Though no default is seen on the horizon, there could be turbulence ahead. Mark Weisbrot of the Center for Economic and Policy Research in Washington, who sees more merit in the government’s strategies than many economic analysts, acknowledges that: “No economic model works forever. The biggest problem Argentina faces is that its inflation is higher than that of its trading partners, so the currency begins to appreciate in real terms ... but Argentina’s not sitting on the edge of a precipice.”
Proof, though, that it can not pin everything on a booming economy is that – aside from the Chinese who sealed three multibillion-dollar energy deals last year – investors are not making a beeline for Argentina.
Inflation, labour unrest, an energy crisis and unpredictable economic policy from an interventionist government which, for example, nationalised private pension funds in 2008 can make doing business difficult, to say the least. Meanwhile, capital flight has reached an estimated $60bn or more in the past four years and is accelerating, dwarfing the $26bn that the UN’s Economic Commission for Latin America and the Caribbean calculates has flowed in as foreign direct investment since 2007.
Furthermore, the government has fallen into contradiction on a key article of faith – fighting poverty. A child benefit scheme has proved highly popular, but inflation has eroded an estimated 30 per cent of its real value. One new study also found 50 per cent of the population was poor or at risk of becoming so, though official data show a poverty rate of just under 10 per cent. Roberto Lavagna, who as economy minister from 2002 to 2005 helped engineer Argentina’s recovery, calls this “an insuperable contradiction for a government which has a progressive and populist discourse”.
Meanwhile, institutions have been eroded and state interference has increased. Newspaper kiosks were temporarily shut for selling Clarín, the top-circulation daily and a fierce critic. The government has fined private consultancies over inflation data deemed misleading, and has even begun criminal proceedings against one. Never mind that analysts say the official inflation rate has enabled it to make vast savings on payments from its inflation-linked bonds.
. . .
So where is Argentina now? Despite bouncing back exceptionally from the default, Mr Loser says his homeland is “becoming irrelevant”. One of the world’s most affluent countries a century ago, Argentina still has the region’s highest per capita income on a purchasing power parity basis. But its relative importance has “declined precipitously”, its economy just a sixth of the size of Brazil’s and a third of Mexico’s. “The country that is going to surpass Argentina soon if it’s not careful is Colombia. It is growing nicely and in a much more rational fashion,” he says.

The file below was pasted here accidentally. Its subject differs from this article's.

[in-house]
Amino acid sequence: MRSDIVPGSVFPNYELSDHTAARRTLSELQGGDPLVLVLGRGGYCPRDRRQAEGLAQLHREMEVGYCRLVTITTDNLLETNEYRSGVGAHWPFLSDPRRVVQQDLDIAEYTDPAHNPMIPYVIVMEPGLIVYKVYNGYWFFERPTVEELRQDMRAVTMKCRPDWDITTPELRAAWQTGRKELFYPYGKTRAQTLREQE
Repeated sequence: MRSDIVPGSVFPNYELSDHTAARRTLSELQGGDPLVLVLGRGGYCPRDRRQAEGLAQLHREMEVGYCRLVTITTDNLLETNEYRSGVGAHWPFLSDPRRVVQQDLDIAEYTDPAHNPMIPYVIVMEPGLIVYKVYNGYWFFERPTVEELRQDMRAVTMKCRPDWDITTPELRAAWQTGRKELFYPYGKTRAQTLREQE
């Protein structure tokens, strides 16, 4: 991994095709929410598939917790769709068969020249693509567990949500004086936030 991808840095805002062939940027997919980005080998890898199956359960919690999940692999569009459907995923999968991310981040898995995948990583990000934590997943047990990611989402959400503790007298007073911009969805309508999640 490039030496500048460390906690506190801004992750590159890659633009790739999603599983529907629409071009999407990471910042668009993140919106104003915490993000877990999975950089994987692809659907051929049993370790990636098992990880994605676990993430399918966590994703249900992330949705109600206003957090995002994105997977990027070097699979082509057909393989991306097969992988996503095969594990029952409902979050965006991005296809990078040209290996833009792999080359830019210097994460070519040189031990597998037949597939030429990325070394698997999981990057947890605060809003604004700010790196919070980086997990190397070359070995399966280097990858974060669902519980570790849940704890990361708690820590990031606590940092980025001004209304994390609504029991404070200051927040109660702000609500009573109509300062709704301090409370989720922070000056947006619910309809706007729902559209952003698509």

The result is that Argentina looks isolated, a bit player in the G20, outpaced by emerging market darlings. International engagement appears limited to rallying support for negotiations with the UK over the disputed Falkland Islands.
While talk of cooling the economy is taboo, analysts say the government needs to start managing inflation and stabilising the real exchange rate, which makes some devaluation likely after the election. The peso has shed nearly 8 per cent versus the dollar in the past 18 months.
“The government has a pro-inflationary monetary and fiscal policy which is inconsistent with the exchange rate policy,” says Martín Redrado, ousted as central bank chief last year in a battle over the use of reserves to pay off debt. “Sooner or later, they will collide.”
That doesn’t mean an old-style bust. “Argentina isn’t going to explode as it did before,” Mr Redrado adds. “But it is heading into the path of a storm.”
The government prides itself on the fact that doom-mongers have been wrong before – and for now, soya is the saviour. While capital flight has accelerated, nearly $100bn in agricultural revenues have flowed into Argentina in the past four years and unless commodities prices or weather conditions falter, Argentina may be sitting pretty.
Even so, it risks continuing to be a model of what not to do, rather than a promising model of what to do.
“In 20 years, history will ask us: ‘What did you do with the [commodities] bonanza?’ Was there an increase in consumption, public companies and wages or investment in infrastructure, health, education and saving for a rainy day?” says Mr Castro. “We are not doing our homework and becoming a developed country.”